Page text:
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  #1  
Old 05-30-2003, 10:35 AM
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Join Date: Feb 2001
Location: Charlotte nc
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#8 fuse on 123 is hot

I am told that the compressor clutch may be pulling too many amps. The #8 fuse is too hot to touch and has melted the plastic a bit behind the feed side of #8 on the fuse box. The fuse seems to be cool enough when the compressor is not engaged. Should the fuse get hot to touch like that? Why does the fuse (16a) not pop?

All of this follows an evaporator replacement. I don't wish that job on anyone. Check out my firewall.


Thanks guys, I do not hold too much faith in this mechanic and would like a second opinion before I have the freon pulled out again.

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  #2  
Old 08-04-2003, 02:39 PM
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Location: New Jersey
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Hi,

Same issue here... I posted over a week ago regarding my situation where my cabin filled with smoke before the fuse popped... I was away for the last week, and so sent it to my locak independent, and he found that it was the compressor clutch is siezing up, and it causes the #8 fuse to heat up quick.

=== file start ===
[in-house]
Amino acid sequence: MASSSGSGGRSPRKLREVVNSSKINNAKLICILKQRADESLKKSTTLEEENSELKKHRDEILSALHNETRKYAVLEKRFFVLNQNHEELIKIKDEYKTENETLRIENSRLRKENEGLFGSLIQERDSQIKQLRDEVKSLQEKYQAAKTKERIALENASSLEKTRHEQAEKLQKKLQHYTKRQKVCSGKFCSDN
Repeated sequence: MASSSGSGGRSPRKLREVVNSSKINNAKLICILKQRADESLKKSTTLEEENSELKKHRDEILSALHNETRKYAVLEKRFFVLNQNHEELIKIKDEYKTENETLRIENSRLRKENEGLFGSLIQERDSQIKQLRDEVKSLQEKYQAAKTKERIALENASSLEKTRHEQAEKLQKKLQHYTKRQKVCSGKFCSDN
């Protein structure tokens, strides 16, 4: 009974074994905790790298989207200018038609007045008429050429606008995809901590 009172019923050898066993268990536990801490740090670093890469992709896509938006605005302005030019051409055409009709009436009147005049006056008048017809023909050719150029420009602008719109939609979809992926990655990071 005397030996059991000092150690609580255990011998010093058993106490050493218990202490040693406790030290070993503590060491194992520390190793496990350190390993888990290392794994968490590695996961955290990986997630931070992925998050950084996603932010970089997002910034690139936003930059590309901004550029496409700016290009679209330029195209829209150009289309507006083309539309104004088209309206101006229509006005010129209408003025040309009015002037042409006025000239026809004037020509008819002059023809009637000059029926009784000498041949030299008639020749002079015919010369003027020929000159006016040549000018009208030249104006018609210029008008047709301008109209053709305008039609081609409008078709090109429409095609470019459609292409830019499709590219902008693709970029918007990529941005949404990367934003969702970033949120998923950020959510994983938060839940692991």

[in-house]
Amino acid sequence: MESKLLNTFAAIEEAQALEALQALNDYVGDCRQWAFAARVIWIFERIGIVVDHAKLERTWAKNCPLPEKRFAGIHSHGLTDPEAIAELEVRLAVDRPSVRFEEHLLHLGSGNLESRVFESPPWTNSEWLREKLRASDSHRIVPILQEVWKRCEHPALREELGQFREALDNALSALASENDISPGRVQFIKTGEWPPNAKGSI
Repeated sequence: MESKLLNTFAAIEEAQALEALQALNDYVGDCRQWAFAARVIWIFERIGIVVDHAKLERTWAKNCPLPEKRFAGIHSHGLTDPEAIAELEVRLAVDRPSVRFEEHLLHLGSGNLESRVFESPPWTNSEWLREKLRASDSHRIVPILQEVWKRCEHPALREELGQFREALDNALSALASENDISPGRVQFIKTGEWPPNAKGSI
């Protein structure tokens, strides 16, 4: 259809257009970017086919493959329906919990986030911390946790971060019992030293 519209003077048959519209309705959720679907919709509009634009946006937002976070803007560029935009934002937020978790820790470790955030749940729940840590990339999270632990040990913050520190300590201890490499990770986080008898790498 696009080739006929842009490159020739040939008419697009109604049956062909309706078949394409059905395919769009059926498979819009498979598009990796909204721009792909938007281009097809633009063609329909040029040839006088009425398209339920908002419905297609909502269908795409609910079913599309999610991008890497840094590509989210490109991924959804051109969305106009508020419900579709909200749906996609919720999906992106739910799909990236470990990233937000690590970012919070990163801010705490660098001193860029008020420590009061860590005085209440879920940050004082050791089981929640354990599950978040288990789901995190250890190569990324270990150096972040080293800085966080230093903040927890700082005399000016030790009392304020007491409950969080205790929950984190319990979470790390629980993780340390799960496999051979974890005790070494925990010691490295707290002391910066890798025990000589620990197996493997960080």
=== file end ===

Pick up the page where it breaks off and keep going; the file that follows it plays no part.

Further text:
The plan of attackj from here is to get a new rebuilt compressor and clutch, and then put in a r134a retrofit with new receiver/dryer to try and get the max performance out of the retrofitted system.

JMH
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Current Diesels:
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  #3  
Old 08-04-2003, 10:37 PM
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If the fuses or contacts are a bit corroded, the heat generation can be between the two pieces instead of in the metal of the fuse element. If things are clean the over-amp condition should cause the fuse link to blow.
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  #4  
Old 08-09-2003, 02:00 PM
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JHZR2


I'd highly suggest with an R-4 compressor buying new and not a rebuild if you are keeping the car. New ones are only $200 at Autozone, rebuilt ones are $79 at Pep Boys. I'd only go new with an R-4.

Michael
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  #5  
Old 08-10-2003, 01:25 AM
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According to a number of posts on one of the automotive air conditioning forums, the W123's do not take to conversion to R134a very well.

Some of the knowledgeable air conditioning technicians have given up trying to extract satisfactory cooling from them with R-134a and converted back to R-12 for which they were designed.

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